Bundler's Multiple Source Security Vulnerability

How Bundler is broken and what you can do about it

Bundler has a major security vulnerability that affects all stable versions. The vulnerability allows an attacker to inject arbitrary code into your application via any secondary gem source declared in your gemfile, whether or not that source is scoped to specific gems.

CVE ID

CVE-2016-7954 is assigned to this vulnerability.

Over two years ago, a similar vulnerability (CVE-2013-0334) was discovered and is described in a post on Bundler’s blog. The proposed resolution was to upgrade to Bundler 1.7+. This no longer resolves the issue and in fact, never did. All of the broken behaviors described below also apply to Bundler 1.7.

Example

Bundler allows you to specify multiple sources for your gem dependencies. In some cases, which source to use for a given gem is unclear. To maximize that ambiguity for our examples, let’s consider a gemfile with two sources and three gems, all three of which are available from both sources.

source "http://public.org"
source "http://private.com"

gem "foo"
gem "bar"
gem "baz"

Source Ambiguity Warnings

Ever since version 1.7.0, Bundler displays helpful warning messages whenever a gem could have been installed from any one of the multiple sources available. Bundler’s default behavior is to honor the last source. The output of bundle install for the gemfile above (using Bundler 1.13.2) is as follows:

Fetching source index from http://private.com/
Fetching source index from http://public.org/
Resolving dependencies...
Installing foo 1.0.0
Installing bar 1.0.0
Installing baz 1.0.0
Using bundler 1.13.2
Bundle complete! 3 Gemfile dependencies, 4 gems now installed.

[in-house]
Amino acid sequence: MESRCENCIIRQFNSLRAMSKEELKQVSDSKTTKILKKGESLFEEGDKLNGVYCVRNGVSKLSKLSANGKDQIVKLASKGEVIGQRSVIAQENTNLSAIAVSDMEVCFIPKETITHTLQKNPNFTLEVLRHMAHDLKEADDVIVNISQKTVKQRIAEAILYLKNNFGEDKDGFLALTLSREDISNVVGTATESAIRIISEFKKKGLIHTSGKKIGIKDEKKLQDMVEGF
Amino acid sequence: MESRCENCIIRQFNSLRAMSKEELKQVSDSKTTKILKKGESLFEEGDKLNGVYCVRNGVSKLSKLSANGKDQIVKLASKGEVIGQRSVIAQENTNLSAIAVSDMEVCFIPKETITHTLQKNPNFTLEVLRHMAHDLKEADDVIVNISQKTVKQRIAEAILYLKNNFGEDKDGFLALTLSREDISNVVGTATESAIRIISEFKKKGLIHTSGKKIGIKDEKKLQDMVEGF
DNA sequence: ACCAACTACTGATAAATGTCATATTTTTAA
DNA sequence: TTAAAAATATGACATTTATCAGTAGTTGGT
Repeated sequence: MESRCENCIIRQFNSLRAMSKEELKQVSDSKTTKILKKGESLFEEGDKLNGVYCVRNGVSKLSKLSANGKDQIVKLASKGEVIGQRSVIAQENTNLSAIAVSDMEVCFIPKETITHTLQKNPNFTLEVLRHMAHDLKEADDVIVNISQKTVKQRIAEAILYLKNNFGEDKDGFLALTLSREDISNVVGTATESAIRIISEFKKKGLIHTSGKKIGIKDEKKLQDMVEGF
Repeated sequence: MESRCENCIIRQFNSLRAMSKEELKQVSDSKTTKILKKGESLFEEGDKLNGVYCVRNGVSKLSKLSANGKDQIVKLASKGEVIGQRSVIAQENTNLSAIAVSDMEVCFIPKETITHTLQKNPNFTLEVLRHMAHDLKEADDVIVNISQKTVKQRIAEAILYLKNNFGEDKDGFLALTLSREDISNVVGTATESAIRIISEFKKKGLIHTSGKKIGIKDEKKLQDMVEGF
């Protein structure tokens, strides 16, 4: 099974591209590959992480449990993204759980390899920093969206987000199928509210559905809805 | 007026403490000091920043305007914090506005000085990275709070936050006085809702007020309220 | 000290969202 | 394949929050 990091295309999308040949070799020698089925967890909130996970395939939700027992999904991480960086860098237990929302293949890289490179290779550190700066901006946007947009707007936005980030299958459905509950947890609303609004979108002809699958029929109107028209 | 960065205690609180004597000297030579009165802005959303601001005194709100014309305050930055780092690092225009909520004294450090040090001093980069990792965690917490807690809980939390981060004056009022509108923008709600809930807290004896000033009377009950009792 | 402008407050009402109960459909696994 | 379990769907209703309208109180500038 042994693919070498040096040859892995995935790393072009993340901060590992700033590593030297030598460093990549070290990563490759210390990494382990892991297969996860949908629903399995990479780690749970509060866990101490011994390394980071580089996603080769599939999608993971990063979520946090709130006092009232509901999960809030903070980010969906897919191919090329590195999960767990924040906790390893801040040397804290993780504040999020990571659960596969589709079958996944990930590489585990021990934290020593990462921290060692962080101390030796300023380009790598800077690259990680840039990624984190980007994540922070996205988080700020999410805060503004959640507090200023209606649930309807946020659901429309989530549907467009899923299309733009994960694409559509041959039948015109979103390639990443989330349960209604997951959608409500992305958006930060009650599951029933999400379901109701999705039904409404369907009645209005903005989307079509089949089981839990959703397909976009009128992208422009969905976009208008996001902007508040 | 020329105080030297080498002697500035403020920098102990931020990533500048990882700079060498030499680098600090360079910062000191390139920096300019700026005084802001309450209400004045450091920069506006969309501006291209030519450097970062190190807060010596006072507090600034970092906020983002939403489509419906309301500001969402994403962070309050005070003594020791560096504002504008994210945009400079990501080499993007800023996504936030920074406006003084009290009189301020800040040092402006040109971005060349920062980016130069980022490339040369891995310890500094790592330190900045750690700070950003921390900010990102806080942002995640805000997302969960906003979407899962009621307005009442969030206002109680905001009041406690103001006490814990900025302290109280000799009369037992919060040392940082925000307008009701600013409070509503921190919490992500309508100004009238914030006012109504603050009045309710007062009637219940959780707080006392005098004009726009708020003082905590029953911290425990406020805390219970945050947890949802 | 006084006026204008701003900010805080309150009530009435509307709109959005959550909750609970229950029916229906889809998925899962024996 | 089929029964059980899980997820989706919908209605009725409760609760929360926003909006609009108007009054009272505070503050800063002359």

Use `bundle show [gemname]` to see where a bundled gem is installed.
Warning: the gem 'foo' was found in multiple sources.
Installed from: http://private.com/
Also found in:
  * http://public.org/
You should add a source requirement to restrict this gem to your preferred source.
For example:
    gem 'foo', :source => 'http://private.com/'
Then uninstall the gem 'foo' (or delete all bundled gems) and then install again.
Warning: the gem 'bar' was found in multiple sources.
Installed from: http://private.com/
Also found in:
  * http://public.org/
You should add a source requirement to restrict this gem to your preferred source.
For example:
    gem 'bar', :source => 'http://private.com/'
Then uninstall the gem 'bar' (or delete all bundled gems) and then install again.
Warning: the gem 'baz' was found in multiple sources.
Installed from: http://private.com/
Also found in:
  * http://public.org/
You should add a source requirement to restrict this gem to your preferred source.
For example:
    gem 'baz', :source => 'http://private.com/'
Then uninstall the gem 'baz' (or delete all bundled gems) and then install again.

These warning messages point out two ways to resolve the source ambiguity:

  • a source block
  • the :source option